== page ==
Enos Mantoani: Community teaches that meditation is not a solitary or solipsistic activity.

Leonardo Leonardo

Meditator from Italy was part of the Young Adults Retreat during the past summer.

(All photos by Enos Mantoani)

Tell us a little bit about you, where you come from, what brought you to the world of meditation?

I was born in Friuli, a northern region of Italy, in 1980 but I moved to Florence 10 years ago. I studied as a Librarian at University and now I work at the British Institute of Florence (as a Receptionist and Marketing Assistant). In Florence, by a fortunate chance, I met a group of meditators led by don Alfredo Jacopozzi. I always looked for something more “spiritual” in my religious life and I found it (for now) here, in Christian meditation. I think there’s a lack of a contemplative dimension in the common Catholic world in Italy. Therefore I have decided to help the Italian community to spread the teachings of Christian meditation as one possible answer to this “problem”; since March 2019 I am part of the National coordination group.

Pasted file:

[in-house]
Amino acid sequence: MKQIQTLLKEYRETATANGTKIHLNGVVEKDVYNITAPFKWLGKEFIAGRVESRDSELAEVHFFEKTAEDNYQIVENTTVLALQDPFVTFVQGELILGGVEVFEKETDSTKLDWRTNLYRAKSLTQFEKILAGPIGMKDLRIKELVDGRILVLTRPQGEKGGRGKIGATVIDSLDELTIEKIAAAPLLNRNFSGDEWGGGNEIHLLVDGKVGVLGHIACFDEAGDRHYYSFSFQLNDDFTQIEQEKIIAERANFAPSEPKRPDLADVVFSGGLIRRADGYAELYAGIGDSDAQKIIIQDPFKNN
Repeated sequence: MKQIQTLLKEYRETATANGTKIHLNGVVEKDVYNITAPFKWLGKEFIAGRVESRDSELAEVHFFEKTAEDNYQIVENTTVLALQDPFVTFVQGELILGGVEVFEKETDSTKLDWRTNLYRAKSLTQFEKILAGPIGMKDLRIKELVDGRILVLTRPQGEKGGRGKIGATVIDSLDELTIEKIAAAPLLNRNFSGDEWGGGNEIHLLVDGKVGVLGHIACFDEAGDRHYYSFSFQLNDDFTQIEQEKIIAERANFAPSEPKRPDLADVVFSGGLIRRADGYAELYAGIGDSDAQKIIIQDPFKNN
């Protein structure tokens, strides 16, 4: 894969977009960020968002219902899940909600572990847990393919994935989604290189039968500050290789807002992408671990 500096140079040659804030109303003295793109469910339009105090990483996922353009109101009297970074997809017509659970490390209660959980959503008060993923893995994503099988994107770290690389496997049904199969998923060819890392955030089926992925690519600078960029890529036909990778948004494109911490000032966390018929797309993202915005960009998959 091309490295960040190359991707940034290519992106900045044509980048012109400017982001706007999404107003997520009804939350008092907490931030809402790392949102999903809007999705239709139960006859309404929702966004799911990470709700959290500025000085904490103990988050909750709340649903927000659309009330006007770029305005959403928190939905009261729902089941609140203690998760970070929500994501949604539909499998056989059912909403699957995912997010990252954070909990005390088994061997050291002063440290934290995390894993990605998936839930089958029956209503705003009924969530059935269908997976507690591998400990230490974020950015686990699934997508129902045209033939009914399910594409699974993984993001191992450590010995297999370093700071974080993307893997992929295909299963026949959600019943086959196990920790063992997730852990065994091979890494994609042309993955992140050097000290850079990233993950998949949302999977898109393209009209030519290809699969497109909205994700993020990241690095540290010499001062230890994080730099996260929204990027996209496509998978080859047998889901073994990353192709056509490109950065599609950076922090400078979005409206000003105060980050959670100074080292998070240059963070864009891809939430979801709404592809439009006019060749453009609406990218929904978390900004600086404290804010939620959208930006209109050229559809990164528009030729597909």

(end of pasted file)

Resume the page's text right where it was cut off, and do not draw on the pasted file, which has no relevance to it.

How do you feel about the experience of meditation? How important is it in your life?

I can easily admit that now it is a fundamental part of my life and I meditate twice a day almost every day. Even when it is hard (and often it is) I think that sitting for half an hour and trying to reach my inner centre is useful in giving the right perspective to the even more stressful days.
But I am also well aware that I will always be a beginner in meditation. Every day is a new adventure, sometimes a new challenge.
Sitting every day and contemplate the world outside me, while entering in my heart, teaches an attitude that I hope (it’s more than a hope, actually) will be useful in the bad and in the good moments alike.

How long have you stayed at Bonnevaux? What have you enjoyed the most about being there?

I spent more or less 10 days in Bonnevaux during the Young Adults Retreat in July/August 2019.
I enjoyed the landscape, the life in community, the openness of everyone encountered and especially the spirit of peace and constant research that one can feel in this valley.

How do you see the importance of being in a community?

Being and meditating in a community it’s fundamental. It’s hard because our “ego” pretends to do everything “our way”, whereas being part of a community teaches that meditation is not a solitary or solipsistic activity.

What would you say to others who are thinking to come and visit?

I’d suggest to go to Bonnevaux without any expectations and to be open to whatever the place, the Spirit and the people there offers so generously.
And to bring a camera!


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